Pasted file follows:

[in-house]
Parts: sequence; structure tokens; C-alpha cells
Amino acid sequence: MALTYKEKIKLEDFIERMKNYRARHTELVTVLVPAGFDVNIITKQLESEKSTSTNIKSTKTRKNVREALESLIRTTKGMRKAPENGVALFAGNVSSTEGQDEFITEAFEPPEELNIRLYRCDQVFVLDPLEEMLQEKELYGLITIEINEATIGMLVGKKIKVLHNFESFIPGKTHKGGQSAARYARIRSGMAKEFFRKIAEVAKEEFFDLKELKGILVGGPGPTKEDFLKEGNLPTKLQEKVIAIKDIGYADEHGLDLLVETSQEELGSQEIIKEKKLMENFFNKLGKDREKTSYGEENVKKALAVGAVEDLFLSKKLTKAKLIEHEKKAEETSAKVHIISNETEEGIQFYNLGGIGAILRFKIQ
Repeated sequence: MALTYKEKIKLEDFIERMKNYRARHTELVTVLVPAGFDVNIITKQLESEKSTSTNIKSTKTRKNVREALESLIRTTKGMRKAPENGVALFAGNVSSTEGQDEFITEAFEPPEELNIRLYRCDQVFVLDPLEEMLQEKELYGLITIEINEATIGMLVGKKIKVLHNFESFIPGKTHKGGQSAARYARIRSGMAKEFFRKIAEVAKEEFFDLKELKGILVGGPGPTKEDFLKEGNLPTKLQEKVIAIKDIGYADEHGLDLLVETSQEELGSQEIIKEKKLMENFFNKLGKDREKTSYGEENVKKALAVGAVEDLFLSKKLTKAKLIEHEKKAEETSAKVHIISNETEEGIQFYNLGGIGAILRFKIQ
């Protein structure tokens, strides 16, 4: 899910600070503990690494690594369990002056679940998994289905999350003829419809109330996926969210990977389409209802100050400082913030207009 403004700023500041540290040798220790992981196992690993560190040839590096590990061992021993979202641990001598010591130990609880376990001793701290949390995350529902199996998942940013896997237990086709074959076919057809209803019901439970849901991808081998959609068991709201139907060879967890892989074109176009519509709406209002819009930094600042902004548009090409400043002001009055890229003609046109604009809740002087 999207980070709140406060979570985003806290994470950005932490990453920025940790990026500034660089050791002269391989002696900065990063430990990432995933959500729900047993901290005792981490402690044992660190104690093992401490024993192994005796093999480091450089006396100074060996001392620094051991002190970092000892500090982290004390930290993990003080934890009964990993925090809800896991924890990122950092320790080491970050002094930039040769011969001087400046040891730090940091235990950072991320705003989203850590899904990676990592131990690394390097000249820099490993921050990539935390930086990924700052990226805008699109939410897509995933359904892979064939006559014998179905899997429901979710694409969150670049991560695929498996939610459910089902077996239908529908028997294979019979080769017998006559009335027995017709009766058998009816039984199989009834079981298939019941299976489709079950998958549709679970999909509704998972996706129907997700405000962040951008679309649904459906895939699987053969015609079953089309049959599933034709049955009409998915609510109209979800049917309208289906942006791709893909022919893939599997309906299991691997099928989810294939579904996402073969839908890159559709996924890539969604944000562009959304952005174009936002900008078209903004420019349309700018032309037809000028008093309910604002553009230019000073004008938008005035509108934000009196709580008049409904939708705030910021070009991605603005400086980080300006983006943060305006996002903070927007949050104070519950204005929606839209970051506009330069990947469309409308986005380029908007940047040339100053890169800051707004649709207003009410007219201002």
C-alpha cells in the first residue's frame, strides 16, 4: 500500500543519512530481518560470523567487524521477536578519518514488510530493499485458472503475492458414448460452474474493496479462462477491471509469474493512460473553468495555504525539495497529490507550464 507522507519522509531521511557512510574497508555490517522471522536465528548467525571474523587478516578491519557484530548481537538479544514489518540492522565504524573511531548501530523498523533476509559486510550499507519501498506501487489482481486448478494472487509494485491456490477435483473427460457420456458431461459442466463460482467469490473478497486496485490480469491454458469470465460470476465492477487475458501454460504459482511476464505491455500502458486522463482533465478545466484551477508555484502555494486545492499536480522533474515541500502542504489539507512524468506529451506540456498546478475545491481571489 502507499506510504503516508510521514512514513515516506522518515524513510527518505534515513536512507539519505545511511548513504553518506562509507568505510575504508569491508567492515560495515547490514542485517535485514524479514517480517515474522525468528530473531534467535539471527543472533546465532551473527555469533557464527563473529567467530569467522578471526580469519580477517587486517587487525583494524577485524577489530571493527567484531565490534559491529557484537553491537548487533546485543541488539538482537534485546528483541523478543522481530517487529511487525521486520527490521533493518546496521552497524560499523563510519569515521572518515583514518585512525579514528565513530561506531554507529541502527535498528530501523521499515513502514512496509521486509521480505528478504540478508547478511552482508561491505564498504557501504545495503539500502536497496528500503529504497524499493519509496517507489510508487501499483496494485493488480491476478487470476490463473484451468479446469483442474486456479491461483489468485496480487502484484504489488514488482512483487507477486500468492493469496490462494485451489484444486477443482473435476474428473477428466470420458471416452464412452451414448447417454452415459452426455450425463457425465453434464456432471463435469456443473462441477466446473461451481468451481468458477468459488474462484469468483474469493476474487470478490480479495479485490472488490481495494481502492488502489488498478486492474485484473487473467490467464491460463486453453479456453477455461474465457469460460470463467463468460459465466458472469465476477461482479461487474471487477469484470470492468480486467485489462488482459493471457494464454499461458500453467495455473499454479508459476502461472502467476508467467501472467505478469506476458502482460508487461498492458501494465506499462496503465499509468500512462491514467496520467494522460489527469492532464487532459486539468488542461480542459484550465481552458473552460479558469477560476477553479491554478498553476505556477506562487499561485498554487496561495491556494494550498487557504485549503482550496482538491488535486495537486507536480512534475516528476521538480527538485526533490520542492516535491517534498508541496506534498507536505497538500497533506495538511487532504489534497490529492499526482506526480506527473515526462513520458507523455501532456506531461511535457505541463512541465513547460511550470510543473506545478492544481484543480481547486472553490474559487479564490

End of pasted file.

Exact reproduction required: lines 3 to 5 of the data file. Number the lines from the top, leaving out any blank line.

Amino acid sequence: MALTYKEKIKLEDFIERMKNYRARHTELVTVLVPAGFDVNIITKQLESEKSTSTNIKSTKTRKNVREALESLIRTTKGMRKAPENGVALFAGNVSSTEGQDEFITEAFEPPEELNIRLYRCDQVFVLDPLEEMLQEKELYGLITIEINEATIGMLVGKKIKVLHNFESFIPGKTHKGGQSAARYARIRSGMAKEFFRKIAEVAKEEFFDLKELKGILVGGPGPTKEDFLKEGNLPTKLQEKVIAIKDIGYADEHGLDLLVETSQEELGSQEIIKEKKLMENFFNKLGKDREKTSYGEENVKKALAVGAVEDLFLSKKLTKAKLIEHEKKAEETSAKVHIISNETEEGIQFYNLGGIGAILRFKIQ
Repeated sequence: MALTYKEKIKLEDFIERMKNYRARHTELVTVLVPAGFDVNIITKQLESEKSTSTNIKSTKTRKNVREALESLIRTTKGMRKAPENGVALFAGNVSSTEGQDEFITEAFEPPEELNIRLYRCDQVFVLDPLEEMLQEKELYGLITIEINEATIGMLVGKKIKVLHNFESFIPGKTHKGGQSAARYARIRSGMAKEFFRKIAEVAKEEFFDLKELKGILVGGPGPTKEDFLKEGNLPTKLQEKVIAIKDIGYADEHGLDLLVETSQEELGSQEIIKEKKLMENFFNKLGKDREKTSYGEENVKKALAVGAVEDLFLSKKLTKAKLIEHEKKAEETSAKVHIISNETEEGIQFYNLGGIGAILRFKIQ
């Protein structure tokens, strides 16, 4: 899910600070503990690494690594369990002056679940998994289905999350003829419809109330996926969210990977389409209802100050400082913030207009 403004700023500041540290040798220790992981196992690993560190040839590096590990061992021993979202641990001598010591130990609880376990001793701290949390995350529902199996998942940013896997237990086709074959076919057809209803019901439970849901991808081998959609068991709201139907060879967890892989074109176009519509709406209002819009930094600042902004548009090409400043002001009055890229003609046109604009809740002087 999207980070709140406060979570985003806290994470950005932490990453920025940790990026500034660089050791002269391989002696900065990063430990990432995933959500729900047993901290005792981490402690044992660190104690093992401490024993192994005796093999480091450089006396100074060996001392620094051991002190970092000892500090982290004390930290993990003080934890009964990993925090809800896991924890990122950092320790080491970050002094930039040769011969001087400046040891730090940091235990950072991320705003989203850590899904990676990592131990690394390097000249820099490993921050990539935390930086990924700052990226805008699109939410897509995933359904892979064939006559014998179905899997429901979710694409969150670049991560695929498996939610459910089902077996239908529908028997294979019979080769017998006559009335027995017709009766058998009816039984199989009834079981298939019941299976489709079950998958549709679970999909509704998972996706129907997700405000962040951008679309649904459906895939699987053969015609079953089309049959599933034709049955009409998915609510109209979800049917309208289906942006791709893909022919893939599997309906299991691997099928989810294939579904996402073969839908890159559709996924890539969604944000562009959304952005174009936002900008078209903004420019349309700018032309037809000028008093309910604002553009230019000073004008938008005035509108934000009196709580008049409904939708705030910021070009991605603005400086980080300006983006943060305006996002903070927007949050104070519950204005929606839209970051506009330069990947469309409308986005380029908007940047040339100053890169800051707004649709207003009410007219201002």